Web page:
Total ETF industry assets increased by $5.7 billion, or about 1.0%, during the month of June, driven by both new fund offerings and creation of additional units in existing funds.
Among the other highlights from the monthly statistical bulletin released by SSgA:
- The total number of ETFs increased by 12 in June to 740. ProShares (9), PIMCO (1), iShares (1), and IndexIQ (1) all added new funds during the month of June.
- Global ETFs (up 7.5%), dividend/fundamental ETFs (5.6%), and inverse/leveraged ETFs (5.3%) saw the biggest increases in assets during the month. International ETF assets declined 1.1% in June.
- Assets in consumer staples ETFs jumped 20.4% in June, while materials ETFs lost 11.0% of assets. Materials assets are still up more than 55% year-to-date.
- iShares remains by far the largest player in the industry, with $292.1 billion in assets (up from $290.7 billion). State Street ($143.5 billion) and Vanguard ($59.1 million) round out the top three. The industry’s “Big 3″ account for 83.5% of total assets, down slightly from 84.1% in May.
- SPY ($20.9 billion in average daily trading volume) remains far and away the most actively-traded ETF, followed by QQQQ ($4.2 billion), IWM ($2.5 billion), and EEM ($2.4 billion).
- By total assets, SPY is also the largest ETF, with $63.7 billion, or about 10.7% of total ETF assets. Next up are [GLD ($33.6 billion, 5.7%) and EFA ($29.3 billion, 4.9%).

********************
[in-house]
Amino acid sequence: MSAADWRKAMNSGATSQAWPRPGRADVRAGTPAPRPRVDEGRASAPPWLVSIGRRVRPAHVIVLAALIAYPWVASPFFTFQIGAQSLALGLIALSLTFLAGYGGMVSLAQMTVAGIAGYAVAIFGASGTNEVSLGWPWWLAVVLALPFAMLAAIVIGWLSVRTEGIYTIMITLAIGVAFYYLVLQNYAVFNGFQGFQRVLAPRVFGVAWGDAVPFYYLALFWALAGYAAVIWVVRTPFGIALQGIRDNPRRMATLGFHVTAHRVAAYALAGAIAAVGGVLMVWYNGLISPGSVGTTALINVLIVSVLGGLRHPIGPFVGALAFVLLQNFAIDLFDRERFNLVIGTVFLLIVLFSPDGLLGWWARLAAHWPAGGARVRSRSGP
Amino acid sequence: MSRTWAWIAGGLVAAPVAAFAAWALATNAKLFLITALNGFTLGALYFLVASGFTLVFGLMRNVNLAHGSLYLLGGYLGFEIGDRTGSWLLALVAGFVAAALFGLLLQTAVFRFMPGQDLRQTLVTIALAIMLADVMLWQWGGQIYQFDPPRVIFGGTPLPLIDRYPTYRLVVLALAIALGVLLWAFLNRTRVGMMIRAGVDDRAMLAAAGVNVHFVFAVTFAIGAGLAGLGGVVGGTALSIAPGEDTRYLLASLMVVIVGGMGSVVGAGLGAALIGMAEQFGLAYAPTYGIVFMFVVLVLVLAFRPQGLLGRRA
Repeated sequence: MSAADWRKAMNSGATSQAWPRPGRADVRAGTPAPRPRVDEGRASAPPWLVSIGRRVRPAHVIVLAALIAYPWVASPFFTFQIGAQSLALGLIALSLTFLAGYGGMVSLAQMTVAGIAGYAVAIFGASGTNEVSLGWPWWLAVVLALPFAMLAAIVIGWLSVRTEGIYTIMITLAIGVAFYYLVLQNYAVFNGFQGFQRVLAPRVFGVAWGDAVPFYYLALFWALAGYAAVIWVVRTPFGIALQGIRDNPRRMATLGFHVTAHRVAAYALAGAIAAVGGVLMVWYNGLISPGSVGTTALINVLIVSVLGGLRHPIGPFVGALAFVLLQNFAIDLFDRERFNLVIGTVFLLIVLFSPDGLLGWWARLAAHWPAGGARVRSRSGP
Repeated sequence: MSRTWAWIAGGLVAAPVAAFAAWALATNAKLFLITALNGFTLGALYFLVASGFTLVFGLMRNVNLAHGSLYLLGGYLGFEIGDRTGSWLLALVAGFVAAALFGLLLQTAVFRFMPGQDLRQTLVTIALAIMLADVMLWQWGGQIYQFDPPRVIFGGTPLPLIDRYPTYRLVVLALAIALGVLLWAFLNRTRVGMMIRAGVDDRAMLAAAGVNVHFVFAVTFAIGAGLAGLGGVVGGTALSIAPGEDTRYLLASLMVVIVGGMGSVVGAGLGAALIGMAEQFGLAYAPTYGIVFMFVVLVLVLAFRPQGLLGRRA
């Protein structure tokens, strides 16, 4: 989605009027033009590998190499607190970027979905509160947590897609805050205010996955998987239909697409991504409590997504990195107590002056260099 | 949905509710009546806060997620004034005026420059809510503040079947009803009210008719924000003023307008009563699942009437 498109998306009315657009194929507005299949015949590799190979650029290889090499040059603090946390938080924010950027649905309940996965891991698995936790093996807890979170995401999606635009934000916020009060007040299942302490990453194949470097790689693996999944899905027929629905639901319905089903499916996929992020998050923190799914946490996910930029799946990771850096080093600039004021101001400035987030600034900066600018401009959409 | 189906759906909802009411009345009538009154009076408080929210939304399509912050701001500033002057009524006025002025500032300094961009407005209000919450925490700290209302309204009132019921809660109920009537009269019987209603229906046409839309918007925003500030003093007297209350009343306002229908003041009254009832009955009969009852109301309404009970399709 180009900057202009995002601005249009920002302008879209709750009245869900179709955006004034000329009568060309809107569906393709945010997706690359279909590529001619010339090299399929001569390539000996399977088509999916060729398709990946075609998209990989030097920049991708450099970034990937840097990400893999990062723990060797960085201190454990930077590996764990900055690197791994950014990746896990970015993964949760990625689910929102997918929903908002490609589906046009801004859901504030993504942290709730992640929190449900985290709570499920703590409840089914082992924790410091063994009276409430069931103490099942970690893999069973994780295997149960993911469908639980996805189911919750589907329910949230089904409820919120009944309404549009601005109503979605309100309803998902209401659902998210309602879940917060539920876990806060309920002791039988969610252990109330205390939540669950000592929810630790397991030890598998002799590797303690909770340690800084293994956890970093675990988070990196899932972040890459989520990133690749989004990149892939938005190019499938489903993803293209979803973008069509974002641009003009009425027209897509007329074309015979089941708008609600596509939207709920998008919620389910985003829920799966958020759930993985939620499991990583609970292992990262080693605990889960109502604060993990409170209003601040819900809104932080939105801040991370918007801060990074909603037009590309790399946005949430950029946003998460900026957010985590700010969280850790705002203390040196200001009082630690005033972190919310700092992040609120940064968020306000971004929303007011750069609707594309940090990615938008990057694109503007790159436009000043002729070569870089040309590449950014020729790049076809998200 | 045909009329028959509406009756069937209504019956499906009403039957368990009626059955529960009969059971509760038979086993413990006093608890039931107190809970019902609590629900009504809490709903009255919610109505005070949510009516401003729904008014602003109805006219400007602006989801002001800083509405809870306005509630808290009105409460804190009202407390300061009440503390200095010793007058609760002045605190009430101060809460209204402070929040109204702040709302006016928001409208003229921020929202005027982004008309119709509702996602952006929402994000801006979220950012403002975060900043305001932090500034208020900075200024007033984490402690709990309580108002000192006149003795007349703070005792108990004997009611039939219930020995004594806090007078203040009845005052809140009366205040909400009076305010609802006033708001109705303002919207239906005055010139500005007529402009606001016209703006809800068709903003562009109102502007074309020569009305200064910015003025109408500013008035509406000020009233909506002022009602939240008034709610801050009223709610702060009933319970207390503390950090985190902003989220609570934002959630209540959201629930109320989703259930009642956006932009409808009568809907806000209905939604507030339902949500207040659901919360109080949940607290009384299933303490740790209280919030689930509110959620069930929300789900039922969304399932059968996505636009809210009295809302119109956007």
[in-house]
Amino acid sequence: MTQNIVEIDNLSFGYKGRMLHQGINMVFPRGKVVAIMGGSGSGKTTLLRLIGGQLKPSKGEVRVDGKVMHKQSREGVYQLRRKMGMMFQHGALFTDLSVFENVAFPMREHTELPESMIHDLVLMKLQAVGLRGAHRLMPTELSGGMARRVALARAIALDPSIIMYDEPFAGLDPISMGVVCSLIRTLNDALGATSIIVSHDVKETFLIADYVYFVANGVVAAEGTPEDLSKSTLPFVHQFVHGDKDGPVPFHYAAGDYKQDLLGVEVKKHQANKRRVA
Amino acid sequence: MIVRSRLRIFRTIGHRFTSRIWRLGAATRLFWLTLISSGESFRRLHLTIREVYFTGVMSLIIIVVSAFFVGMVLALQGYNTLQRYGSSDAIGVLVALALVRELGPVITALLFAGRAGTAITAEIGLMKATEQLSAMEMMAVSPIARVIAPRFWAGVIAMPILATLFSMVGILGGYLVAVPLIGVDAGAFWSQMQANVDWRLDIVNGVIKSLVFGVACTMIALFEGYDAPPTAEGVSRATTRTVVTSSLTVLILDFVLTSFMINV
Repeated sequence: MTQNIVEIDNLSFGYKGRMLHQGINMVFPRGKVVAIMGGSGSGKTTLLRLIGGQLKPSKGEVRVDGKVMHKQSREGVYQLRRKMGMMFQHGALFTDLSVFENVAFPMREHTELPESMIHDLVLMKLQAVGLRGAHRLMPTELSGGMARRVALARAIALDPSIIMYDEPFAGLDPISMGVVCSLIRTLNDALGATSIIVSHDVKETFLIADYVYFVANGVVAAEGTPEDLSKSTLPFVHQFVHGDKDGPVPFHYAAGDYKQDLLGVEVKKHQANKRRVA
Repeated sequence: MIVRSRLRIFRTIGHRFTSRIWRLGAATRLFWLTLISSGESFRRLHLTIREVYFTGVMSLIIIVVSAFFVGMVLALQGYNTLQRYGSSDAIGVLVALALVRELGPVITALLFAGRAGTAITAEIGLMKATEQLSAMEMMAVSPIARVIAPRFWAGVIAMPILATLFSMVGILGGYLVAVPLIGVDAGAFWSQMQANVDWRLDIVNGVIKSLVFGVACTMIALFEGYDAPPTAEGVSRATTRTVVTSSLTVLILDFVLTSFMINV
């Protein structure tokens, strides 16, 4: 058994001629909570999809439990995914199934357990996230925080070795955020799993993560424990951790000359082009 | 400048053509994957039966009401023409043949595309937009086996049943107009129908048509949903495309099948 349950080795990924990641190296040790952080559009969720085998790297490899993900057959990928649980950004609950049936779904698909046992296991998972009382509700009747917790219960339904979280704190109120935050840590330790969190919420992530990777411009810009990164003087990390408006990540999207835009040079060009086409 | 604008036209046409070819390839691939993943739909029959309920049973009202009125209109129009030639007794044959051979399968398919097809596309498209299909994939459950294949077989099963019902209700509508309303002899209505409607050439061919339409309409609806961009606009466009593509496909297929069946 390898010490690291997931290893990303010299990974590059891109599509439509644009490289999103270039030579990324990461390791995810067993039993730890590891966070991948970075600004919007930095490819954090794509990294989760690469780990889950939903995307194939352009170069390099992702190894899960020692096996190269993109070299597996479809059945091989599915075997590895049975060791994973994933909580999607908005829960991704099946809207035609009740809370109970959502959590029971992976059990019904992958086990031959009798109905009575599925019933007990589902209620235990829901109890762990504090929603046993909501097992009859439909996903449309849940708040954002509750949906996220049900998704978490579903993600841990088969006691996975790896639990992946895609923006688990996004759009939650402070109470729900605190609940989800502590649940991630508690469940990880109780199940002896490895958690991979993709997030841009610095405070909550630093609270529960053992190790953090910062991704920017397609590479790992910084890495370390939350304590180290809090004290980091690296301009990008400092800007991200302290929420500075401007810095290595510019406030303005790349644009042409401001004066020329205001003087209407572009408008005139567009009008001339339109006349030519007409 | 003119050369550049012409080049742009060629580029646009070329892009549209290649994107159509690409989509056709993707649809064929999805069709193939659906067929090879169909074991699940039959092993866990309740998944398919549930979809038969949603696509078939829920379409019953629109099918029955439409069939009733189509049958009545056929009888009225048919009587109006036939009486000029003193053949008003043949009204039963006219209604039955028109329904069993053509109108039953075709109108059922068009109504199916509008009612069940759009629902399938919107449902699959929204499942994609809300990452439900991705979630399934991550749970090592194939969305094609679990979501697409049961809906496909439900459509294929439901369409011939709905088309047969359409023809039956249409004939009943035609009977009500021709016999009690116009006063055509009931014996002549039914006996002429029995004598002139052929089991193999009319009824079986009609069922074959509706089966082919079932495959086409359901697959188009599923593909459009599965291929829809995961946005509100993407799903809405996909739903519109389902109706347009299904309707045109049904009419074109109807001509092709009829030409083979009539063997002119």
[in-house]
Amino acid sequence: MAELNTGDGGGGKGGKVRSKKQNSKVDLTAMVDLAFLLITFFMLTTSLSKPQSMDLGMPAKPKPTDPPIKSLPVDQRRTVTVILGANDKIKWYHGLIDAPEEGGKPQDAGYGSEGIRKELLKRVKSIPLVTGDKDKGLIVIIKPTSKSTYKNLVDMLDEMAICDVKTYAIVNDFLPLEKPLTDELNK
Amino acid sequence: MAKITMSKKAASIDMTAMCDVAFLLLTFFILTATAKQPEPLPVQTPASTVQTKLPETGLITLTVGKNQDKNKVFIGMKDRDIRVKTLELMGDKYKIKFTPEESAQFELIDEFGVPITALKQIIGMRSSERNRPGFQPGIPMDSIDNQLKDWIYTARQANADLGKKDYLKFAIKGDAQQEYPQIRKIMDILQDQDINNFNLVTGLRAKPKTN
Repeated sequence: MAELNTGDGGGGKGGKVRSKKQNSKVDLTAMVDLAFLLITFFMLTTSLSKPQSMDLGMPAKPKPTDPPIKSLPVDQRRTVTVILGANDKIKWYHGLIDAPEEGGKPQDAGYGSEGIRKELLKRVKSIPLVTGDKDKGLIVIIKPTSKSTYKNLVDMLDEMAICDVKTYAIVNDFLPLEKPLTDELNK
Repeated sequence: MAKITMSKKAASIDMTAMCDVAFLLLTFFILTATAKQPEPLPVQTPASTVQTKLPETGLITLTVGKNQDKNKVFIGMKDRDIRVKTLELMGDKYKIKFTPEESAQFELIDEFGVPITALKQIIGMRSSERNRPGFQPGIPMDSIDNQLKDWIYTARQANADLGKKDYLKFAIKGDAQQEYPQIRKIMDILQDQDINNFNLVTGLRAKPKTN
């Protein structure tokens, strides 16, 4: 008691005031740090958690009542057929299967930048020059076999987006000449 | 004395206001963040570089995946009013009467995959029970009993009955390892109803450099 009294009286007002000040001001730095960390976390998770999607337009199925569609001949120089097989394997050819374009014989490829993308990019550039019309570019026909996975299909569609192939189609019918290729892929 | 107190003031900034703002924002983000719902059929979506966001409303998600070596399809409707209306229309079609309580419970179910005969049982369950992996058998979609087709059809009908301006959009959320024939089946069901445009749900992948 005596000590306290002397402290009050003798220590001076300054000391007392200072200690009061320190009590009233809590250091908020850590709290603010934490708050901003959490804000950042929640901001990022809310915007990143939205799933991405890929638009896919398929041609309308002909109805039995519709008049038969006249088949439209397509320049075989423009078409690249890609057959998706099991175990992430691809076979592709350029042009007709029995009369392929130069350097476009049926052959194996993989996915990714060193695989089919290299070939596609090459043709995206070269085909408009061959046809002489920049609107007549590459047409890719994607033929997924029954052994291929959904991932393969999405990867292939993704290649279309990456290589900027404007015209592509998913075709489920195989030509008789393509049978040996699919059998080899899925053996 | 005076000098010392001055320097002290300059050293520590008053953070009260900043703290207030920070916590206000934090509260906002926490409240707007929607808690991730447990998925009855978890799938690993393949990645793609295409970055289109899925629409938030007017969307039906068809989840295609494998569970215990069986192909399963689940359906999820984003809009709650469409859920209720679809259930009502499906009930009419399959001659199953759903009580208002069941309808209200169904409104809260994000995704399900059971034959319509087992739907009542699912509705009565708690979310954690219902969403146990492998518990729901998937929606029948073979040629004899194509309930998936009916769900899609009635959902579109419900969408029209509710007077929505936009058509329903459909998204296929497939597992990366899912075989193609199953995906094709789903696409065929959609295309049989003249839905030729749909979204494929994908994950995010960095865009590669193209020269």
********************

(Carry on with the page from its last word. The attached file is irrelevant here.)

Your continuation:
- ProShares saw total assets jump by more than 5%, due in large part to the launch of four UltraShort funds. ProShares has continued to launch new ETFs in July, recently becoming the first issuer to offer an ETF based on a 130/30 index.
State Street continues to separate PowerShares ETFs into two categories: 1) PowerShares and 2) PowerShares/Deutsche Bank Commodity funds. As reported by State Street, PowerShares is the sixth largest ETF manager, with $10.9 billion in assets.
Consistent with previous versions of their snapshot (but inconsistent with the way NSX data is reported), Bank of New York is attributed six funds: QQQQ, MDY, and the four PowerShares BLDRs funds (ADRA, ADRD, ADRE, and ADRU). If the 11 Deutsche Bank commodity ETFs and QQQQ are included in the PowerShares total, however, “franchise assets” surge to about $32.5 billion, making this issuer the number four fund family by a wide margin.
Disclosure: Long ADRE at time of writing.